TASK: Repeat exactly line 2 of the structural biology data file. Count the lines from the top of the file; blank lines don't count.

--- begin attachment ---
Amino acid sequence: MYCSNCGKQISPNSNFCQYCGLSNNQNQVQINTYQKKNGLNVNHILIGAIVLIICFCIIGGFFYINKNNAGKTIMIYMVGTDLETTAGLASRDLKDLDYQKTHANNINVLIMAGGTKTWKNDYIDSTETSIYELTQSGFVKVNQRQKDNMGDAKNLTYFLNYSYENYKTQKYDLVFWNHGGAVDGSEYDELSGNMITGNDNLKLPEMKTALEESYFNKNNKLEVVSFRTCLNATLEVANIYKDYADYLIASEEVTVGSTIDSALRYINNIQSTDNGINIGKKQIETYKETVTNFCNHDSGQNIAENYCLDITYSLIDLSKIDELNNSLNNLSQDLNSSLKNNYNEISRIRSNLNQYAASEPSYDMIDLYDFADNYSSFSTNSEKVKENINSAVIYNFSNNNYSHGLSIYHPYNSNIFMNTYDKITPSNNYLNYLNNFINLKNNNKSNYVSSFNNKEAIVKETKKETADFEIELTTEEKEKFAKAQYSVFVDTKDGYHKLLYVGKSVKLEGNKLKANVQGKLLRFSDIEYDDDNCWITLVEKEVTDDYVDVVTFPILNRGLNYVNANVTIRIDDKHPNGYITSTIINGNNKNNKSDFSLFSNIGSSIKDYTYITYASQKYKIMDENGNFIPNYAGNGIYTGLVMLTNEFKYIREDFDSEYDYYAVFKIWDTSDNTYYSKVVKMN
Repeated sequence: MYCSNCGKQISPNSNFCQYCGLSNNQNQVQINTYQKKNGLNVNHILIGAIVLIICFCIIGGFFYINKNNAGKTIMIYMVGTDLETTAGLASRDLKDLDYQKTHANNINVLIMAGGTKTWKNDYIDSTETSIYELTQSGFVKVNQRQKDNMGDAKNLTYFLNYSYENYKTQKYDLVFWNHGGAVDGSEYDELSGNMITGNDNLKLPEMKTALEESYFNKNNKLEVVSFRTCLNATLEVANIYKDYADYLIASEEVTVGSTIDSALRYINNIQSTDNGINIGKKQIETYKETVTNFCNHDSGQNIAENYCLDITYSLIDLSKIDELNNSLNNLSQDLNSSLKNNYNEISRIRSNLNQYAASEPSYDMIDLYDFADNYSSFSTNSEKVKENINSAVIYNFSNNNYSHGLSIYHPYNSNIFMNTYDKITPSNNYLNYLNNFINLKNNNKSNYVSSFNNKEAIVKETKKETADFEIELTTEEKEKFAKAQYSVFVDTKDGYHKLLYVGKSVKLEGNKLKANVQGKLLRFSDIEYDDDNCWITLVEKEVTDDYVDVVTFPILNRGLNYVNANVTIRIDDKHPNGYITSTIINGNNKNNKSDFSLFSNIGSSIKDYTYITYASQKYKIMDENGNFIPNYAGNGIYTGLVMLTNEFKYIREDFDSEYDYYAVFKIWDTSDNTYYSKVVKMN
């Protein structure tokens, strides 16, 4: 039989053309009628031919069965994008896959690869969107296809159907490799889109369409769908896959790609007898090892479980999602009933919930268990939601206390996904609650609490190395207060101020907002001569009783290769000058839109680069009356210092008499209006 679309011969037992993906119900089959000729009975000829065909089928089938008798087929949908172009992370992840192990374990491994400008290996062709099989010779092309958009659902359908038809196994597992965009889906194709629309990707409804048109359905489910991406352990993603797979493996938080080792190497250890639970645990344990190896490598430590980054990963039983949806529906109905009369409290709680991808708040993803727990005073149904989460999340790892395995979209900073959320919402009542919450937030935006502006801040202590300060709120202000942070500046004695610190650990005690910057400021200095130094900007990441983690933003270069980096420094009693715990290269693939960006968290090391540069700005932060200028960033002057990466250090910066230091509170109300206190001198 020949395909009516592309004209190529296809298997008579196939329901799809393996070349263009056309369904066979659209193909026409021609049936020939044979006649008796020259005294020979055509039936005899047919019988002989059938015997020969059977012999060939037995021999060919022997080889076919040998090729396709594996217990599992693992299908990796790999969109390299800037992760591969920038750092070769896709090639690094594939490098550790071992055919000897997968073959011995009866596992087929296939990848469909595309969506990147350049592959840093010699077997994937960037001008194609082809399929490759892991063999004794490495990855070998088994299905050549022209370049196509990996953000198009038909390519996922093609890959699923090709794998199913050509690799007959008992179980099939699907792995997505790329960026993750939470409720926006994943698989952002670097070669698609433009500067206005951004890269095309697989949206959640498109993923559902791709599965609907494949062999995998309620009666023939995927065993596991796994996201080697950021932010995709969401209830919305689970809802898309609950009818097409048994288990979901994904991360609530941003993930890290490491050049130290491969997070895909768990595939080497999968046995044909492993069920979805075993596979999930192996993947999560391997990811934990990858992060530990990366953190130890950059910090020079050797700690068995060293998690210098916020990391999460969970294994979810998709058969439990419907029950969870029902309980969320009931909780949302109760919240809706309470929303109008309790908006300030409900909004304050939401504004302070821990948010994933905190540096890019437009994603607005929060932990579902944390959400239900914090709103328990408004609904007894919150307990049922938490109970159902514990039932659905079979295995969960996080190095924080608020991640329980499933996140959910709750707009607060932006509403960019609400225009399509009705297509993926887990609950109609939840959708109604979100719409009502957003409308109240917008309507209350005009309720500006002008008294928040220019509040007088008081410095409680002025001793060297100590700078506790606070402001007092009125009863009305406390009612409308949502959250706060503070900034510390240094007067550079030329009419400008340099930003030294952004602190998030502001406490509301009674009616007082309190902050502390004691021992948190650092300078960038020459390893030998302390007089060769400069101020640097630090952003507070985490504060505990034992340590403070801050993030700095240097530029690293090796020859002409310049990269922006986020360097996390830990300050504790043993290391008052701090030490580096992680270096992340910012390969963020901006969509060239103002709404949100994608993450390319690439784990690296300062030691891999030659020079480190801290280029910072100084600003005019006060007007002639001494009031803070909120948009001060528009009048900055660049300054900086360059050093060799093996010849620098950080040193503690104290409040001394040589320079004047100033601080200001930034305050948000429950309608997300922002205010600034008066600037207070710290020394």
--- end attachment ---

Repeated sequence: MYCSNCGKQISPNSNFCQYCGLSNNQNQVQINTYQKKNGLNVNHILIGAIVLIICFCIIGGFFYINKNNAGKTIMIYMVGTDLETTAGLASRDLKDLDYQKTHANNINVLIMAGGTKTWKNDYIDSTETSIYELTQSGFVKVNQRQKDNMGDAKNLTYFLNYSYENYKTQKYDLVFWNHGGAVDGSEYDELSGNMITGNDNLKLPEMKTALEESYFNKNNKLEVVSFRTCLNATLEVANIYKDYADYLIASEEVTVGSTIDSALRYINNIQSTDNGINIGKKQIETYKETVTNFCNHDSGQNIAENYCLDITYSLIDLSKIDELNNSLNNLSQDLNSSLKNNYNEISRIRSNLNQYAASEPSYDMIDLYDFADNYSSFSTNSEKVKENINSAVIYNFSNNNYSHGLSIYHPYNSNIFMNTYDKITPSNNYLNYLNNFINLKNNNKSNYVSSFNNKEAIVKETKKETADFEIELTTEEKEKFAKAQYSVFVDTKDGYHKLLYVGKSVKLEGNKLKANVQGKLLRFSDIEYDDDNCWITLVEKEVTDDYVDVVTFPILNRGLNYVNANVTIRIDDKHPNGYITSTIINGNNKNNKSDFSLFSNIGSSIKDYTYITYASQKYKIMDENGNFIPNYAGNGIYTGLVMLTNEFKYIREDFDSEYDYYAVFKIWDTSDNTYYSKVVKMN